“Ultimately, a day we envision a few years down the road is when we all look back and say, ‘Remember those days when we used to talk on the cell phone while driving. Boy wasn’t that a stupid thing to do’,”
U.S. Secretary of Transportation Ray LaHood promoted FocusDriven, calling them an “army of advocates” whose mission will be to persuade people to put away their cell phones. “We’re going to push for public education, personal responsibility, and enforcement. Enforcement comes with laws.”
One law that FocusDriven advocates hope to see uses GPS technologies that can literally block a person from making and receiving calls or sending texts while in a moving vehicle.
Secretary LaHood told CBS’ “The Early Show” he will push “very hard” for a nationwide ban on cell phone use while driving.
Currently six states have banned using hand-held cell phones while driving. Nineteen states have banned texting while driving. Texas recently passed a law prohibiting hand-held cell phone use or texting while in a school zone.
I remember using a cell phone in the car for the first time back in graduate school in 1993. Do you remember those clunkers? We had one “mobile” phone in our family that I borrowed three nights a week for my hour-long commute to/from campus. Even then, what began as a contingency for emergencies evolved into amazing convenience. Call home if you’re stuck in traffic and are going to be late. Receive a call if Mom wants you to pick up something on the way. It’s often hard to remember now that not too long ago we didn’t have 24/7 contact with each other.
Also, using the mobile phone then was not as flippantly casual as it has become today. Back then it was a very serious thing to take my eyes off the road long enough to pick up the phone, punch the numbers in, and hold the phone on my ear.
I don’t think there is any argument that driving while on the telephone is distracting, but so is driving with another person talking to you whether it’s the radio, your children, or a passenger. Even with the radio or kids in the backseat, I’m able to recognize when I need to focus more attention to what I’m doing. I’ve purposefully turned down the radio or said to my daughters, ‘Be quiet – I need to really concentrate for a minute” while getting on the highway or looking for a place to turn in. This judgment is invaluable when using the telephone as well. I’ll admit I’ve been on the phone (hand-held) and had to say “I’ll call you back” or literally just put it down entirely to concentrate on driving.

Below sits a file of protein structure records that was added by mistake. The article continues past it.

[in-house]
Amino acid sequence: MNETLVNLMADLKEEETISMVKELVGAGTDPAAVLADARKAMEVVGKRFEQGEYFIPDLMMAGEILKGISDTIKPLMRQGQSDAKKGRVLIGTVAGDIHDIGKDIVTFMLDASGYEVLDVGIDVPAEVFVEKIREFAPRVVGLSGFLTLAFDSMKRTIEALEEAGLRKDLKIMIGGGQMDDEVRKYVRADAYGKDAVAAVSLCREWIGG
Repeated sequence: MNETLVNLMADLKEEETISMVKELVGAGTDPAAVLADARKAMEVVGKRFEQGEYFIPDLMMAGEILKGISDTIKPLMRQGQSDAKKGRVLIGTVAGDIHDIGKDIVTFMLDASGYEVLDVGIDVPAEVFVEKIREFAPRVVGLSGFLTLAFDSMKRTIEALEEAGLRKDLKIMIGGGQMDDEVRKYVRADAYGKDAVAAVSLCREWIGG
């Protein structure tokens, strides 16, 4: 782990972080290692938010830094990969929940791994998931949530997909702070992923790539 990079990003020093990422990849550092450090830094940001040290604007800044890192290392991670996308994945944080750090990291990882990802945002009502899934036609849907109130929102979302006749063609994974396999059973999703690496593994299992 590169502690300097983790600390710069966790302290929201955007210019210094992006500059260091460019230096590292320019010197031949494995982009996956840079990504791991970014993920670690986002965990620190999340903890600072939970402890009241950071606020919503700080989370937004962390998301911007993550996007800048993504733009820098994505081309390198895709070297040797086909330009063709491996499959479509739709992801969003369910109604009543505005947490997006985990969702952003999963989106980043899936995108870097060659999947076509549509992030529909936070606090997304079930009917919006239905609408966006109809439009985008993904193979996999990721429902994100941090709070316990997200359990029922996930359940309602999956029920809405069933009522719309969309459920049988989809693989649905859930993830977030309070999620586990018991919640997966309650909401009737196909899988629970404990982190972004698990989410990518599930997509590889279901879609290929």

Texting is a different matter. Personally, I’m firmly against texting while driving. It’s a whole different level of distraction. Texting takes your eyes off the road and requires a specific concentration. If I receive a text while driving, I wait until I’m sitting at a stoplight to read or answer it. I’ve also asked one of my daughters to read it to me.
Earlier this year Ford introduced new features utilizing Microsoft Sync technology in their cars that will allow drivers to access their tweets, emails, and other social media via hands free voice-command. When I first heard about this, I immediately thought of the first time someone tried to install their home radio in their early automobile, and how Motorola took the idea and began installing one of the first commercially available car radios in the world.
So I have mixed feelings about pushing through new laws, especially ones that might block cell phone providers from allowing information (text, internet, calls) to be accessed while in a moving vehicle. Actually, the more I think about it, having a law that prevents a call from being made or received while the unit is “moving” could never be passed. There just isn’t any tangible way to limit application of the law to a person engaged in the act of driving and not riding as a passenger.
I believe that education, not legislation, is the key to making us all better drivers. We need to stop and remember that driving is a responsibility; we are responsible not only for our own safety, but also our passengers and others on the road.